Stained passport lands former Meden student in Thai prison cell

editorial image

A backpacker has described an “horrific” experience after a stained passport left him in a cockroach-infested Thai cell.

Gavin Topley, who grew up in Edwinstowe and whose family live in Warsop, was detained in Bangkok las week and was forced to live for six sleepless days in a windowless 20ft x 30ft room shared by up to 35 people.

The 30-year-old was detained after he spilled hand gel on his passport and the watermark had run, prompting suspicions by immigration.

He had been travelling to Vietnam to take up a job teaching English but was turned back at the border and returned to Bangkok airport.

This was despite nobody questioning the stained passport while travelling between Britain, Thailand and Cambodia before his ill-feted attempt to enter Vietnam.

By the time he was returned to Bangkok, the former Meden School pupil’s 30-day Visa had expired and he was put into the detainee cell until the British consulate intervened.

“It was pretty horrific,” he said.

“They took me to this room and there was no explanation, there was no staff in there and for younger people it could have been quite distressing - one girl was absolutely petrified and I had to help reassure her.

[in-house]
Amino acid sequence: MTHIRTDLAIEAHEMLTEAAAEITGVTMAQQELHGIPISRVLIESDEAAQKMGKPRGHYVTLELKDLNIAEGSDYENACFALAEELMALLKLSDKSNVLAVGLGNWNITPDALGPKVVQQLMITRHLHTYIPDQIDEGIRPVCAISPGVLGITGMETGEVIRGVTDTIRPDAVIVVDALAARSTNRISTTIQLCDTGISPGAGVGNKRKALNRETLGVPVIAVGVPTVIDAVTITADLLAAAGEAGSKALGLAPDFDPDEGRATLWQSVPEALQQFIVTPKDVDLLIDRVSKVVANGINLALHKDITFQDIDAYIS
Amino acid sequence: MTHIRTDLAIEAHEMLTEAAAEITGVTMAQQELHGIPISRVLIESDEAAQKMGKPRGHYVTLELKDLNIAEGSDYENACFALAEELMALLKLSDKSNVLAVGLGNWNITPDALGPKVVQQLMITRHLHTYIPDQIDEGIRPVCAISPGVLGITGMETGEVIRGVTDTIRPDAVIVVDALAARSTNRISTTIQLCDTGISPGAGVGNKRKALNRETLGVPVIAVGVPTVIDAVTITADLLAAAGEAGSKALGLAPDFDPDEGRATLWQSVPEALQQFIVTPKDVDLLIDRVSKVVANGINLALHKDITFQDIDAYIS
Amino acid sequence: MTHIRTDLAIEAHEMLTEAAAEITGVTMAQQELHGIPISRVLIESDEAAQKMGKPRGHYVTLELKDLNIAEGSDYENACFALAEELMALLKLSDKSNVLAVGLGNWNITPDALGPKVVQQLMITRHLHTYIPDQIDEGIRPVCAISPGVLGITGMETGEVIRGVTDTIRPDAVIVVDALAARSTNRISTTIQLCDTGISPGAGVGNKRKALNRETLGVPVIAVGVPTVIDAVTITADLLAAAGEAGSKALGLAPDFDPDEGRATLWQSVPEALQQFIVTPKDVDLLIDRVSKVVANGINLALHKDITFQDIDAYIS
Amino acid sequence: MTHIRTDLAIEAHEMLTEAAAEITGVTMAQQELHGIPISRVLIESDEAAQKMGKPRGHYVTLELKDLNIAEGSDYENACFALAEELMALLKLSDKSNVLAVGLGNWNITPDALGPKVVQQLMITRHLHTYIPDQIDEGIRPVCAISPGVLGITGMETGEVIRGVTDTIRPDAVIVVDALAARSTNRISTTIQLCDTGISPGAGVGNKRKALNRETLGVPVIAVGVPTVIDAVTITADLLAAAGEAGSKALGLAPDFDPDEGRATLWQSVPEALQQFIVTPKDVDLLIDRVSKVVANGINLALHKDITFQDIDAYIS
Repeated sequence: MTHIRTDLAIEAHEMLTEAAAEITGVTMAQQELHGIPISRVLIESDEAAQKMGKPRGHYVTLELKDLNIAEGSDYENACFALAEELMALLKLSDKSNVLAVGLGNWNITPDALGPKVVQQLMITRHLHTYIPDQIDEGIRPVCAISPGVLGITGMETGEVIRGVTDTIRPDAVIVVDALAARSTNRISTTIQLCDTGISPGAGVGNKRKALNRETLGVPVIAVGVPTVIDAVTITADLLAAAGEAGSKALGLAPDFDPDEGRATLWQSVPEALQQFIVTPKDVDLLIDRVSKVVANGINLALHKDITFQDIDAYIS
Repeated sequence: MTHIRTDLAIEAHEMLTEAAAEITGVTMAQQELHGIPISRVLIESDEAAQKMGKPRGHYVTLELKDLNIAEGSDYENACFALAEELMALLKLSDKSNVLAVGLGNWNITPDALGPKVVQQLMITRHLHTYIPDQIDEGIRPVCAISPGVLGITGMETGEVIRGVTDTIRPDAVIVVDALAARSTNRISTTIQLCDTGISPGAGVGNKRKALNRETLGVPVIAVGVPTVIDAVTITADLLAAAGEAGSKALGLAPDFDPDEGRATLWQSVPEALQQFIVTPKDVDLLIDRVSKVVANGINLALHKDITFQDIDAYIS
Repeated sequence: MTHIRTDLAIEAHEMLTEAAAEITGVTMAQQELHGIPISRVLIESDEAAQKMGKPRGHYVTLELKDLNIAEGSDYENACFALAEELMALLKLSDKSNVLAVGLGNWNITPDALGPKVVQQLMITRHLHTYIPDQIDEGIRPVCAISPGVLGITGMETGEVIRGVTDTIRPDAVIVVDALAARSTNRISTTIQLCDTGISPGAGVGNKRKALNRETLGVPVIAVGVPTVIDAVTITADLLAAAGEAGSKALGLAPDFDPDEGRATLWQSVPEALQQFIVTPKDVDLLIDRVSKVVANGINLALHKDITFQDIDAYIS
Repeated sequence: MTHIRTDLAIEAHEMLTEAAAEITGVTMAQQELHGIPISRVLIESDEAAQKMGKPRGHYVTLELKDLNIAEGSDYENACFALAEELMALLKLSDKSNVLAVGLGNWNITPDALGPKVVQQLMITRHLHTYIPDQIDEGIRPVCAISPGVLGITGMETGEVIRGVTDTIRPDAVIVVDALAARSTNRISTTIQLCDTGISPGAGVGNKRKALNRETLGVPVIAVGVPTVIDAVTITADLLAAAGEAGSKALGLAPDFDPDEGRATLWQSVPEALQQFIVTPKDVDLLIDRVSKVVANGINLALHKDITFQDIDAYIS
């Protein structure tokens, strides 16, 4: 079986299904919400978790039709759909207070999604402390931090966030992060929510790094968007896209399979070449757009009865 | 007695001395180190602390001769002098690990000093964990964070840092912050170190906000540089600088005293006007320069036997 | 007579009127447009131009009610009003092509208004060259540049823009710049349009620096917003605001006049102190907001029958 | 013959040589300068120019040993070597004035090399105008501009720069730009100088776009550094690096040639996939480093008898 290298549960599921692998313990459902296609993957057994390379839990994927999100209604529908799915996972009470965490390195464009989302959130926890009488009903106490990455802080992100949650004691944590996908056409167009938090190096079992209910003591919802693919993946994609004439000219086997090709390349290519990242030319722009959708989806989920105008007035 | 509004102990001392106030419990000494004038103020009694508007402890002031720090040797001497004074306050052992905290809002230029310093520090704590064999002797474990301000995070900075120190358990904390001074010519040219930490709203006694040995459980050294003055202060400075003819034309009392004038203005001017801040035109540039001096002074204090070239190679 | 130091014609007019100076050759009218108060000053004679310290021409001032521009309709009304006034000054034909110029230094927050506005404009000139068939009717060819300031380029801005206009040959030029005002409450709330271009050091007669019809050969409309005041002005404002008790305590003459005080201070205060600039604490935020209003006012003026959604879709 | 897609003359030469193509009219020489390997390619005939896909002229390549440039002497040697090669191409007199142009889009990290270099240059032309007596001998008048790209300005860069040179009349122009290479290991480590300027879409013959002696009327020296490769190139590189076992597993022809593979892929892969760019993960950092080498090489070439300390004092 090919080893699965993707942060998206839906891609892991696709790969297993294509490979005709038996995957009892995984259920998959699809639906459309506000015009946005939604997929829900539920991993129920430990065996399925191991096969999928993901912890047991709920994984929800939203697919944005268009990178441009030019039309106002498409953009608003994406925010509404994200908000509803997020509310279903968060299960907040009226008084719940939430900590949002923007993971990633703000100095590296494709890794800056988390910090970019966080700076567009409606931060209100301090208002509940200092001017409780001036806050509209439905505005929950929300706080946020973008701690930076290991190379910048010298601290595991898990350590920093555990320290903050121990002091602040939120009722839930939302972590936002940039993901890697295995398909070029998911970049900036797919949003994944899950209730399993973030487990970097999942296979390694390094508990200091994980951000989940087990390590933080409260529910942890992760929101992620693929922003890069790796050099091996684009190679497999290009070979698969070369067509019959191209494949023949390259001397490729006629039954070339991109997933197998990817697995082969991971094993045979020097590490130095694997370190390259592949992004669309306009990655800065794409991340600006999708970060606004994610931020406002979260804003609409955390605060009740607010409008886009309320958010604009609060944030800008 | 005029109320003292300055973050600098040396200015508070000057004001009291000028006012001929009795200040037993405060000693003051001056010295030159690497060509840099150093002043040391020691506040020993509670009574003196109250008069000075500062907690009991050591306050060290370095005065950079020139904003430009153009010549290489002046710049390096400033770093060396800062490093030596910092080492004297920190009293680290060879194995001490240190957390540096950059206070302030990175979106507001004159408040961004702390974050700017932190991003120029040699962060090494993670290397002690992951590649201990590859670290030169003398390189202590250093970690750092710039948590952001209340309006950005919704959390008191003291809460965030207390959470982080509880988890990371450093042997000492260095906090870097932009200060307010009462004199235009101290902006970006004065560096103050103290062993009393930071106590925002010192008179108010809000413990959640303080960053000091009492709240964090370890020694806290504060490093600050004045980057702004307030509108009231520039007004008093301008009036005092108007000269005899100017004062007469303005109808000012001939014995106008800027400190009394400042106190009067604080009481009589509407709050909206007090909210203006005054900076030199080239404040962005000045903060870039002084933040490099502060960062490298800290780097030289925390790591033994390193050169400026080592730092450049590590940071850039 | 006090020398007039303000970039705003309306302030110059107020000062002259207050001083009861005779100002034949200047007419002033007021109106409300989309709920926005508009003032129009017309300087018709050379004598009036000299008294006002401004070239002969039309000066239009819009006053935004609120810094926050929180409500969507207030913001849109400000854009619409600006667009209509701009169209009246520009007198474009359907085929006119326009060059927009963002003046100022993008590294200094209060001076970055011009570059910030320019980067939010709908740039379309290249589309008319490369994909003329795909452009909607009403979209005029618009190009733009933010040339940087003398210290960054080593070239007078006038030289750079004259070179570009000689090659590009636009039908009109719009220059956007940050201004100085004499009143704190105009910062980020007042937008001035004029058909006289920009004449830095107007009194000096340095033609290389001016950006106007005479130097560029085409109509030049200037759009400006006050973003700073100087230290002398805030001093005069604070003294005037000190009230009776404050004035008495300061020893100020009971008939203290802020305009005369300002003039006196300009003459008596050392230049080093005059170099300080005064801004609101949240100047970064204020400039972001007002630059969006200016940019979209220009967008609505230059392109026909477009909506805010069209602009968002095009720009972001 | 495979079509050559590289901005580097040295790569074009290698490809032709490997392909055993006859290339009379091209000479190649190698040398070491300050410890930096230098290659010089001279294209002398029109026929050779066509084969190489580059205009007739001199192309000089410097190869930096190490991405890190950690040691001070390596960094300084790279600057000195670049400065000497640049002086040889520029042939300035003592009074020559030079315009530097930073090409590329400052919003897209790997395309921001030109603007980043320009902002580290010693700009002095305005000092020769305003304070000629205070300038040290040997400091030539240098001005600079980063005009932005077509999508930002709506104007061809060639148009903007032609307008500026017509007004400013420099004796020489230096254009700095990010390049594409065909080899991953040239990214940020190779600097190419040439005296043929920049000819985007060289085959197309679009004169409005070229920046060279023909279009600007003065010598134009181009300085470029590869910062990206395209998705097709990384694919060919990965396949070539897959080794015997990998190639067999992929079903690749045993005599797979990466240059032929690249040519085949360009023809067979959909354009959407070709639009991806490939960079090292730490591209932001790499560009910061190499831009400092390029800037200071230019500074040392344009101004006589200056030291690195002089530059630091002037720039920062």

“The conditions were awful, you were allowed to keep your phone and because it was the airport you could get the free Wi-Fi so I could still talk to friends and family. They were quite worried but it really helped me through.”

There were 14 bunk beds but they were crawling with insects so Gavin said he slept on a floor mat.

He was given three meals a day, although it consisted of questionable meat and bread, while he also struggled to rest.

“There were people being taken out and coming in all hours and the light was permanently on so it was impossible to sleep - there were two nights where I didn’t get any at all,” he explained.

“The air conditioning also made it freezing and you had no personal space because there were so many people crammed in there.”

Gavin, who recently graduated from university in Bournemouth where he still lives, even had to pay £16 a night to stay in the airport cell.

His baggage was also lost after he was escorted from the plane after being sent back to Bangkok.

During his stay his friends even mocked up a campaign - #FreeGav - on social media to see him released which gained international interest with support pouring in from across the world.

It was on his third day that the British consul visited him and his return to the UK was arranged, using the same passport that had landed him in trouble.

“They just rushed me on to the plane, but it was just a relief to be out of there.”